Chicago Museum Payroll Manager Accused of Stealing $2M

Michael Maurello, a former payroll manager at the Art Institute of Chicago (AIC), has been indicted for allegedly misappropriating more than $2 million in museum funds in an improbable scheme that went on for over a decade. Maurello, a resident of Illinois’s Beach Park, was charged with two counts of wire fraud and two counts of bank fraud.

In a statement published Friday, January 13, the US District Court in Chicago accused Maurello of depositing museum funds into his personal account between 2007 and 2020. He was able to remain under the radar by designating the payments in the AIC’s payroll system as those of other or former employees, or by changing the nature of the deposits. According to the indictment, Maurello ascribed fictitious reasons to the payments, sometimes falsely labeling them as accrued paid time off (PTO), deductions for life insurance premiums, and tuition remission.

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After depositing the money into his accounts, Maurello allegedly concealed the fraud by changing the direct deposit information for his bank back to the employees’ accounts or revising the transactions so they wouldn’t appear on a worker or former worker’s W-2.

When Maurello was approached in January 2020 about one of the payments by the assistant controller, he reportedly lied about the transfer of funds, claiming he was testing the payroll system. On January 31, Maurello edited a report from the platform to hide the funds that he had misappropriated.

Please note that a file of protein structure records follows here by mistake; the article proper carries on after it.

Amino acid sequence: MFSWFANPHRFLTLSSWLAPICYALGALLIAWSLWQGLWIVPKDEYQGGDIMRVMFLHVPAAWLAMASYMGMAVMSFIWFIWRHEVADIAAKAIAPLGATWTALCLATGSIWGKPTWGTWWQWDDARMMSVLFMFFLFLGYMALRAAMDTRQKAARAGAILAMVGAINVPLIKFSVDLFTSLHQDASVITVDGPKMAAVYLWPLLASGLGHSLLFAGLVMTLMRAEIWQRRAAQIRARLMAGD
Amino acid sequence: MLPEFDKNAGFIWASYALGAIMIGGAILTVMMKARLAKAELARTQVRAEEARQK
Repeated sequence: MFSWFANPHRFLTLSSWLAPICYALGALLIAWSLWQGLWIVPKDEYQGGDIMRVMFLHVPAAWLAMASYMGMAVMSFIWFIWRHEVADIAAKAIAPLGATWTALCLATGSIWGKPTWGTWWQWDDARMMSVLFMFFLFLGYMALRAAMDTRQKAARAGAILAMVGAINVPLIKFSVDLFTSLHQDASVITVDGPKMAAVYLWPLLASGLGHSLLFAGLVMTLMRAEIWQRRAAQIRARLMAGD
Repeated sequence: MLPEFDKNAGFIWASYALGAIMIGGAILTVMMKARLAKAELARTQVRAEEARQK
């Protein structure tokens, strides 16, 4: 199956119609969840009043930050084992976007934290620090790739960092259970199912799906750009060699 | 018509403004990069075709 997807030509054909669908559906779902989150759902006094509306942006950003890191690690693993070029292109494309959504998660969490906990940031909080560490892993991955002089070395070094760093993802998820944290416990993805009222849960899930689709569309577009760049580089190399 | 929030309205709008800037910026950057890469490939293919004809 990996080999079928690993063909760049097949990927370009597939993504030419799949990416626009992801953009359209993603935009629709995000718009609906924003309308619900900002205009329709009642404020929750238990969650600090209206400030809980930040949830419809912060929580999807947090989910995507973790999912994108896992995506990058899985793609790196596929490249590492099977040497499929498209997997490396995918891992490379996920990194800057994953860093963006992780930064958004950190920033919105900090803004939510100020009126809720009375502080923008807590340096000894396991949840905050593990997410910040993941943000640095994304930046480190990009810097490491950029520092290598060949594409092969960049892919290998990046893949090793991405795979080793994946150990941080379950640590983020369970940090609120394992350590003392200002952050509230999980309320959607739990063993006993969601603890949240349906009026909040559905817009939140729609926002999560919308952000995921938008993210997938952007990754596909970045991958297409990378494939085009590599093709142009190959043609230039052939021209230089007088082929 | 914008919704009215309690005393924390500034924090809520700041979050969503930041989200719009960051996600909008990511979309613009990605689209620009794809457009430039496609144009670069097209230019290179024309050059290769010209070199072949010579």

In a statement shared with Hyperallergic, an AIC representative said the museum noticed unusual activity in 2019 after conducting a review of its accounting reports. After an investigation uncovered Maurello’s fraudulent charges, he was terminated soon thereafter and the case was referred to law enforcement. 

“The cumulative loss was significant, but because of the length of time and manner in which it was taken, it did not impact decisions around staffing, payroll, scholarship funding, programming, or other financial aspects of the organization,” the AIC spokesperson said.

Since the incident, the museum says it has created new procedures to detect future fraud attempts and is using insurance to recover funds. An arraignment date has not yet been set by the federal court in Chicago, but each count of wire fraud carries a maximum sentence of 20 years in federal prison and each count of bank fraud could receive up to 30 years. If found guilty, Maurello would be required to repay damages estimated at $2.3 million. Maurello could not be reached for comment.

The story is reminiscent of another embezzlement case involving a Chicago institution years ago. In 2017, a former data specialist at Chicago’s Field Museum was sentenced to three years in prison for stealing nearly $1 million via membership fees and other proceeds, such as money for drink tickets from special events. A Field Museum spokesperson told the Chicago Tribune at the time, “Yes, it’s embarrassing somebody got away with it for seven years. But we’ve made sure it won’t happen again.”


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